Mount Bogart
Dave MacDonald and I hooked up on 24 June 2007 to scramble up Mount Bogart in Kananaskis Country via Alan Kane's south face route.  Because Dave had to work late the night before, we did not start from the trail head until 9:15 AM.  We easily biked the first four kilometres of the Ribbon Creek Trail before hiking on foot the rest of the way to Ribbon Falls (bikes are prohibited beyond the 4 km mark).  Having someone like Dave to chat with really helped to pass the time on the trail.  Past Ribbon Falls, we left the trail at the obvious access drainage leading to the basin above.  Upon reaching the windy basin about an hour later, we had our first good look at Mount Bogart.  There was still a lot of snow on the summit block and on the south slopes, and the crux gully really stood out even from a distance.  As we tramped up the miserable scree on the lower slopes, I began running out of gas while Dave kept climbing like a machine.  Further up, I veered over to a snow slope and made better progress, but Dave was now so far in front of me that he eventually sat down and waited probably close to an hour for me to catch up to him (thanks, Dave).  The crux gully was full of snow, ice, and water and proved to be a challenge to surmount, but this seemed to perk me up a bit as we grinded the rest of the way to the summit.  There was surprisingly little wind at the top, and we spent a comfortable fifty minutes taking photographs, eating, and signing the register (Dave had to dig it out from under a foot of snow).

Leaving the summit at 5:13 PM, we managed to get through the crux gully safely, and we then took advantage of the snow on the south slopes to glissade all the way down to the basin.  We took another break here before continuing down the access drainage and regaining the Ribbon Creek Trail.  We stopped and chatted for awhile with a fellow staying at the backcountry campground near Ribbon Falls.  He was a local who had climbed many of the peaks in Kananaskis Country including Mount Bogart (in a white-out), and he seemed eager to regale us with tales of his achievements.  He even tried to convince Dave and me to stay for some beer and shrimp, but we politely declined and continued on our way.  The long hike back to our bikes was a bit mind-numbing, but the twelve-minute ride back to the trail head was a blast (we reached my car at 9:28 PM).

Be sure to check out Dave's trip report here.
I like Dave's bike; it actually fits on my bike rack! Dave is ready to go.
Nice place for a shower if you're camping nearby. Ribbon Falls looks magnificent in the morning sun.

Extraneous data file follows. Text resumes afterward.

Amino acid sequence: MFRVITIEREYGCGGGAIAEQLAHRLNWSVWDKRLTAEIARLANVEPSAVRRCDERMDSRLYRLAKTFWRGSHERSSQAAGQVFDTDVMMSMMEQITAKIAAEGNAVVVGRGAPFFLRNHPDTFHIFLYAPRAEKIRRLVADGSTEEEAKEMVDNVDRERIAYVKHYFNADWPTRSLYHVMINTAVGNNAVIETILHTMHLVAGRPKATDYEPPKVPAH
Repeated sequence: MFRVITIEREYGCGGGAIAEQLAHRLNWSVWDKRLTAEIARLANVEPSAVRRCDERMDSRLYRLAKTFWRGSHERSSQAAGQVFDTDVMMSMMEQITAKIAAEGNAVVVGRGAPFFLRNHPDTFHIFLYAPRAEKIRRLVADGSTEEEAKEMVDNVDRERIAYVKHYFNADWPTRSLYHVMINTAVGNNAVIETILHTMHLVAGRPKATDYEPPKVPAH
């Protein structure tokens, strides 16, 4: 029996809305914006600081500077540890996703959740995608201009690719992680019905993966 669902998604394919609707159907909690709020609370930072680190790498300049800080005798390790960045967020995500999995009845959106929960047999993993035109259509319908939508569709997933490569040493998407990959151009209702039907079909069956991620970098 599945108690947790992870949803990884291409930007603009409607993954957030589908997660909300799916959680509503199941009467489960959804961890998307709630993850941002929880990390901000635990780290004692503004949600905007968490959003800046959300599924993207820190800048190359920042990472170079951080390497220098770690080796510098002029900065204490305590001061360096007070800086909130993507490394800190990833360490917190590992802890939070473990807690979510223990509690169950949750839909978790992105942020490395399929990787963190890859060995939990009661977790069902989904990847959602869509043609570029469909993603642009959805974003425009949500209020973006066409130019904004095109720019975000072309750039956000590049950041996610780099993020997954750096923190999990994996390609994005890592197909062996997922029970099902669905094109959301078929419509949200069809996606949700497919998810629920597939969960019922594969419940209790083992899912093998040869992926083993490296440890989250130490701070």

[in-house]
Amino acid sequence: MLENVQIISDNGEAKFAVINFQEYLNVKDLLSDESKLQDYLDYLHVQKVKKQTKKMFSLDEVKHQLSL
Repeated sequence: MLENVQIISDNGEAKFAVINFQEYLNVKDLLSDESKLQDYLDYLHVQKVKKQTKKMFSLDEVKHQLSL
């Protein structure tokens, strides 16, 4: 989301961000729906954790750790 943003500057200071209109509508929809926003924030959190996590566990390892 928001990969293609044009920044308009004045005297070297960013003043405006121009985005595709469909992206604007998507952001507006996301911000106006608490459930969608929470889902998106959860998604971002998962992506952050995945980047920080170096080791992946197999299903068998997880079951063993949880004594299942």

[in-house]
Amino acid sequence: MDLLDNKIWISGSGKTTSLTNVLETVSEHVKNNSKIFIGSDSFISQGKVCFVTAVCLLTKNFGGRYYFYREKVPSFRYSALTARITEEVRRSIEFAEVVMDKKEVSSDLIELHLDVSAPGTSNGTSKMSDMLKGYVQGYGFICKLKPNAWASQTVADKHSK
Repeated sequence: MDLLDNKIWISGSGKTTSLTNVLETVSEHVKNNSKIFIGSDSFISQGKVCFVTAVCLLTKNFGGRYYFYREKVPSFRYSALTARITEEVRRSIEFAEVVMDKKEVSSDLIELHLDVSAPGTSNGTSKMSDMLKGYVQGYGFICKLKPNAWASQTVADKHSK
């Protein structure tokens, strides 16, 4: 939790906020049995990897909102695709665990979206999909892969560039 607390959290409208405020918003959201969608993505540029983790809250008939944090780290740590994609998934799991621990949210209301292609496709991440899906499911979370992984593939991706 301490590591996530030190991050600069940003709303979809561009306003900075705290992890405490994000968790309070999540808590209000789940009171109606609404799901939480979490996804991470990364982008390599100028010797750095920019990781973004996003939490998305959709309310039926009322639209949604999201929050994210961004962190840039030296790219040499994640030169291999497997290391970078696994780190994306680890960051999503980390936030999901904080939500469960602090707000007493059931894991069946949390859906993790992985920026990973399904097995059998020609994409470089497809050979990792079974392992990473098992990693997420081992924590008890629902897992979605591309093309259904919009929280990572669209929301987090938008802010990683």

Over 2 hours from the trail head, the real work begins! This is looking up the access drainage from the trail.
Try not to look down, Dave! Dave tackles some steep slabs.
Still a bloody long way to go! Mount Bogart finally comes into view.
This is where Dave left me in the dust. This is some of the worst scree in the Canadian Rockies.
The scree still sucks here.  Like when does scree NOT suck? Dave traverses beneath the upper rock band.
Dave actually contemplated "calling it a day" right here! The crux gully is filled with snow and ice.
We steered clear of the cornices. Past all difficulties, Dave is minutes away from the summit.
Over 7 hours from the car! Dave and Sonny stand on the 3144-metre summit of Mount Bogart.
Bob Parr's favourite scramble. Ribbon Peak lies to the east.
There are some big chunks of ice down there. This is the pond just southwest of Mount Bogart.
Can you pick out Mounts Joffre and Sir Douglas? A sea of peaks stretch out to the south.
Still lots of snow on the scramble route! To the northwest is Mount Sparrowhawk.
I wonder if it's a scramble... This is looking north to the beautiful fourth (southeast) peak of Mount Lougheed.
Maybe someday... Mount Joffre stands high above all the surrounding peaks on the horizon.
We should have just jumped off the cliff into the snow...just kidding! Dave does the "bum shuffle" down the crux.
The second most fun part of the day. The snow is a bit soft but still suitable for glissading.
A chilly wind made it much colder to sit here than on the summit. Dave takes a break to dry out his gear and grab a bite to eat.
That doesn't look very comfortable! A few spots in the upper drainage are tricky to down-climb.
I wonder how many golf balls are strewn around Mount Kidd.  This is the west face of Mount Kidd as seen from the drainage.
It's getting late. The moon rises above a nearby ridge.
The best time to ride out is just before dusk when nobody is on the trail. The bike ride back to the parking lot is the real highlight of the day.
Dave, here's mud in your eye (and nose and mouth)! Dave looks a bit muddy back at the parking lot.